"Smaller gatherings such as bars and nightclubs are higher risk as you can be in closer contact with others," a report from the 11 February warned.

The new measures are aimed at further reducing the overall period of time that people spend in close contact with each other in pubs and restaurants.

What about the "substantial meal" rule?

We can't find a lot of specific scientific evidence supporting this rule but the logic seems to be based on the impact drinking can have on behaviour.

The Scottish government has published an impact assessment of it.

It says clinicians believe consuming alcohol limits people's ability to follow coronavirus rules.

It says combining drinking with a main meal cuts the effect of the alcohol as well as reducing the volume and speed of consumption.

What about the curfew rule?

A Sage report from September said "Curfews [are] likely to have a marginal impact", although it said it only had "low confidence" in that conclusion, suggesting there has been limited research into the question.

image source, Getty Images

Previously, we asked the Department of Health and Social Care (DHSC) if there was any specific scientific advice about the cut-off time for pubs, bars and restaurants.

It did not provide it but said: "The 10pm closure allows people to continue to socialise while reducing the risk of failing to socially distance."

It says this will allow customers to "depart gradually" (when the original curfew was introduced there were scenes of pub-goers all leaving at once and crowding onto public transport).

Has the virus been spread in pubs and restaurants?

We have some data but it does not tell the full story.

Public Health England (PHE) releases figures on outbreaks of coronavirus by the type of institution.

A total of 3,154 Covid-19 outbreaks were recorded between 3 August and 4 October (we're using this data because it corresponds with a period when pubs were open), including:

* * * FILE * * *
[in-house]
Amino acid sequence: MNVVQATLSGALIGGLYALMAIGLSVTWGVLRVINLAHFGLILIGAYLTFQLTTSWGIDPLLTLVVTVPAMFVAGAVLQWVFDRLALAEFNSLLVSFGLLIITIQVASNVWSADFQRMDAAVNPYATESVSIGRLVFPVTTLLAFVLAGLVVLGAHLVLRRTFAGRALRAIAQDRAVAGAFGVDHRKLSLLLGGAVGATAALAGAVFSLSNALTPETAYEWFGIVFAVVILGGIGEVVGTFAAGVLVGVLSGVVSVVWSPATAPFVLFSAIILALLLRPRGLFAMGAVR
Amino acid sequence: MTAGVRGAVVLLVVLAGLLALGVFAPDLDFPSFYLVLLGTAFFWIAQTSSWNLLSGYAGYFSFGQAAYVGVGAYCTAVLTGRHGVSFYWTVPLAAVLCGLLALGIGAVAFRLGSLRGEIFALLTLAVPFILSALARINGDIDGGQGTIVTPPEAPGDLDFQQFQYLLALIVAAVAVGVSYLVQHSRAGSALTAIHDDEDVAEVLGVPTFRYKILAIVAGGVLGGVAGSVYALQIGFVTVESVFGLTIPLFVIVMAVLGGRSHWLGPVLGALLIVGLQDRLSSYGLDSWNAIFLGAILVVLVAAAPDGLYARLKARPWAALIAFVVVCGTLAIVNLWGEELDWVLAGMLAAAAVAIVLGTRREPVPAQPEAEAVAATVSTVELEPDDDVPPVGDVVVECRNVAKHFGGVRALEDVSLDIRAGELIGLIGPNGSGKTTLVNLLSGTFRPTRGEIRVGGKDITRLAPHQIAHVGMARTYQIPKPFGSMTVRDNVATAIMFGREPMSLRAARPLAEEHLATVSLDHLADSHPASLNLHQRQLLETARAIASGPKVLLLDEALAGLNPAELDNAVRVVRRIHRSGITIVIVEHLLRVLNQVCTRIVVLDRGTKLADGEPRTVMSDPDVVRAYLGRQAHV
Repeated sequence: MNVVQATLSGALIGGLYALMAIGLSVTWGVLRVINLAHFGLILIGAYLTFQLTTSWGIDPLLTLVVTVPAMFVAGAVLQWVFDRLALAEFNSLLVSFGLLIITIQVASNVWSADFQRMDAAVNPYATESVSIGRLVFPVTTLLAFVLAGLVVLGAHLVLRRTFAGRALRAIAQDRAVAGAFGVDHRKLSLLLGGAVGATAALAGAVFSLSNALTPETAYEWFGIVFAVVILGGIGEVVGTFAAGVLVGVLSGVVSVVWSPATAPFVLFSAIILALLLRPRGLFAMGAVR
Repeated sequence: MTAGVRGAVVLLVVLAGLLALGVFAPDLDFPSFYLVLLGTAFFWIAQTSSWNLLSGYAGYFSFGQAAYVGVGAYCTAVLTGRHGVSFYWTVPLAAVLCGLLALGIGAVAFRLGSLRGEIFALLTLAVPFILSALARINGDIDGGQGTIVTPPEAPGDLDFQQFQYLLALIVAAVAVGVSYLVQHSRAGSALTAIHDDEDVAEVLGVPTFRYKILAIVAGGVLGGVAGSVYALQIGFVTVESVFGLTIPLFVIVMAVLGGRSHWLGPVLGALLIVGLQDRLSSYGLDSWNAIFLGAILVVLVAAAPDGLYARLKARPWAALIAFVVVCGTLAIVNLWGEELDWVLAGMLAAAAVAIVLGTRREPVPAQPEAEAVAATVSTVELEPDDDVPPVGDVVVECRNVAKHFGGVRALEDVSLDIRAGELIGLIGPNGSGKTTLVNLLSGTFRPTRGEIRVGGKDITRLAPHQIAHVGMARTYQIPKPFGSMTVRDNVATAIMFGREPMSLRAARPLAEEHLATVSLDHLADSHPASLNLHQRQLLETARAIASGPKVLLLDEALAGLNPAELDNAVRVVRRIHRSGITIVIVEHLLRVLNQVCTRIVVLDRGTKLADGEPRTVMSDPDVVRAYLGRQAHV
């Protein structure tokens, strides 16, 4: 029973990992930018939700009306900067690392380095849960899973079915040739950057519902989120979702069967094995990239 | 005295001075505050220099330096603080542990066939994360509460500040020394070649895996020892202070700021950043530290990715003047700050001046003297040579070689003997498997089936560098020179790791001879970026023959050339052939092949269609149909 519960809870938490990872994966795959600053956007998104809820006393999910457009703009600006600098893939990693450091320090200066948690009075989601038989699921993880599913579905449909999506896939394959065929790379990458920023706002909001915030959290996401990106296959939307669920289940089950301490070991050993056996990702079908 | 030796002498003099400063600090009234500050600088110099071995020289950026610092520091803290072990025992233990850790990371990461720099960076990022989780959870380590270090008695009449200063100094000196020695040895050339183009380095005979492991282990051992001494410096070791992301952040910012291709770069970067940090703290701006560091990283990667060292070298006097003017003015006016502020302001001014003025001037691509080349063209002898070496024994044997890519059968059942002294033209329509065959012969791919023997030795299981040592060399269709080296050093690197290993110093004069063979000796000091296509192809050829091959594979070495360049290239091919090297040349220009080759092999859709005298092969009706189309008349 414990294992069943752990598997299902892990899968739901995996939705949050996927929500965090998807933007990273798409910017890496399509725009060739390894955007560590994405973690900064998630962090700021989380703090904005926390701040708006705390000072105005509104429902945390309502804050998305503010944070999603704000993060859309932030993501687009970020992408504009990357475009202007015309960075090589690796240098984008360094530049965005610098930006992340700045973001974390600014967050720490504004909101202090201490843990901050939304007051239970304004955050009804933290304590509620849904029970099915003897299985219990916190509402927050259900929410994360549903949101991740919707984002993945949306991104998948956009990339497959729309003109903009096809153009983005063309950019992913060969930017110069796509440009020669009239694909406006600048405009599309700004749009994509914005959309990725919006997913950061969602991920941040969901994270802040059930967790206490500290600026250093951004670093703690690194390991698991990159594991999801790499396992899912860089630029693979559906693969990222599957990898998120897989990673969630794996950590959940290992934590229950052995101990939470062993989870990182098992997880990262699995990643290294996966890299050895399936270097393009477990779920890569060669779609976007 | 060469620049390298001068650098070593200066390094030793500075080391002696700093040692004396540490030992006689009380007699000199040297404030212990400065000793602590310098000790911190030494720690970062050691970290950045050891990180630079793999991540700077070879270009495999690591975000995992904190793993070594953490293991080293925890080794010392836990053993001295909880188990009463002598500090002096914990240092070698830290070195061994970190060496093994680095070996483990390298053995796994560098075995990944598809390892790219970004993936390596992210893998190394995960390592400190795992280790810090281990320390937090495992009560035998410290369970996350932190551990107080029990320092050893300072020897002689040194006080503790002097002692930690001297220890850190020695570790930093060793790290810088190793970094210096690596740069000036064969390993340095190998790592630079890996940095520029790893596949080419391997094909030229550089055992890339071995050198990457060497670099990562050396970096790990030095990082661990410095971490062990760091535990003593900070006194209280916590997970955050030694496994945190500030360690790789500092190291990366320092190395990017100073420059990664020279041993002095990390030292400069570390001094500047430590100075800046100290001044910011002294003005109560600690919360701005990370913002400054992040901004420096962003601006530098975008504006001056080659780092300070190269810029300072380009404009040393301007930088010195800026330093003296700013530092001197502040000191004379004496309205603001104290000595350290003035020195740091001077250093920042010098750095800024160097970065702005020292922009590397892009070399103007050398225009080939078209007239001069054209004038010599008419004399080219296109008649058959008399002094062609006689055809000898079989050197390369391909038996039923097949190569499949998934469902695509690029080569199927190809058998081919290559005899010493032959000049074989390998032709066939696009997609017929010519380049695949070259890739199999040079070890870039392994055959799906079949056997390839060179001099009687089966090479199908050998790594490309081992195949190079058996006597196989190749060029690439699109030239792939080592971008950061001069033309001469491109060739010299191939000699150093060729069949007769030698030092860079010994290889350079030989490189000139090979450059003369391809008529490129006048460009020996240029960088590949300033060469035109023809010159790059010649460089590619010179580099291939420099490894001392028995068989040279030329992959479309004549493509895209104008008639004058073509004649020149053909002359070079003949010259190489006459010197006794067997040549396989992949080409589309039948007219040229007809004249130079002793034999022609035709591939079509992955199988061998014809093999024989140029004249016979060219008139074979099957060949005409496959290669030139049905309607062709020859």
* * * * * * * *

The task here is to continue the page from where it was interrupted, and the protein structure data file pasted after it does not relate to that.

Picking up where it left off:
• 171 outbreaks (5.4%) in restaurants or food outlets
  • 835 outbreaks (26.4%) in educational facilities
  • 933 outbreaks (29.6%) in care homes
  • 661 outbreaks (21.0%) in workplaces

But this data requires two or more cases to be tracked down to the location via PHE's Health Protection Teams.

image source, Getty Images

This means these people must get tested, report accurately where they had been to the government's Track and Trace programme, and for an investigation to conclude that these places had been the source of outbreaks.

This might be easier to do with closely monitored or prioritised places like schools, hospitals and care homes.

The Test and Trace system attempts to find out the places people visited in the week prior to showing coronavirus symptoms.

Of the 87,128 events people said they had attended in which there was some contact with others between 10 August and 24 September:

  • 12,734 were eating out
  • 11,700 shopping trips
  • about 6,000 holiday trips
  • just under 5,000 school visits

This data only highlights where people went prior to getting the virus but this may not be where they actually caught it.

Public Health England does say it is helpful in indicating "possible places where transmission is happening".